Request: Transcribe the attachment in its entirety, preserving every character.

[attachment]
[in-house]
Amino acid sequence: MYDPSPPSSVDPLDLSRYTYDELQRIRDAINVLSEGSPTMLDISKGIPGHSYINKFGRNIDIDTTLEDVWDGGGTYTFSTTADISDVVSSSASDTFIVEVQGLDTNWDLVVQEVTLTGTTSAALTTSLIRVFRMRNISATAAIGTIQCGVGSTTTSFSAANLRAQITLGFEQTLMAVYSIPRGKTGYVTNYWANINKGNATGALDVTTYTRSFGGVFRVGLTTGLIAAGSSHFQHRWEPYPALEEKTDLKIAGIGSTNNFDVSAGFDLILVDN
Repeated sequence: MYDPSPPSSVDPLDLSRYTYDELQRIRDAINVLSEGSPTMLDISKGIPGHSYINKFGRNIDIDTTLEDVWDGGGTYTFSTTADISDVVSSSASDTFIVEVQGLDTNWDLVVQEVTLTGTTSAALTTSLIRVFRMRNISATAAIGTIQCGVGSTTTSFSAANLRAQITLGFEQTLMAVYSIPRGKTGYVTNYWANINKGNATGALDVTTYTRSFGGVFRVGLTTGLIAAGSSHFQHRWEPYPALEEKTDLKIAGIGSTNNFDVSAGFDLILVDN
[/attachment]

[in-house]
Amino acid sequence: MYDPSPPSSVDPLDLSRYTYDELQRIRDAINVLSEGSPTMLDISKGIPGHSYINKFGRNIDIDTTLEDVWDGGGTYTFSTTADISDVVSSSASDTFIVEVQGLDTNWDLVVQEVTLTGTTSAALTTSLIRVFRMRNISATAAIGTIQCGVGSTTTSFSAANLRAQITLGFEQTLMAVYSIPRGKTGYVTNYWANINKGNATGALDVTTYTRSFGGVFRVGLTTGLIAAGSSHFQHRWEPYPALEEKTDLKIAGIGSTNNFDVSAGFDLILVDN
Repeated sequence: MYDPSPPSSVDPLDLSRYTYDELQRIRDAINVLSEGSPTMLDISKGIPGHSYINKFGRNIDIDTTLEDVWDGGGTYTFSTTADISDVVSSSASDTFIVEVQGLDTNWDLVVQEVTLTGTTSAALTTSLIRVFRMRNISATAAIGTIQCGVGSTTTSFSAANLRAQITLGFEQTLMAVYSIPRGKTGYVTNYWANINKGNATGALDVTTYTRSFGGVFRVGLTTGLIAAGSSHFQHRWEPYPALEEKTDLKIAGIGSTNNFDVSAGFDLILVDN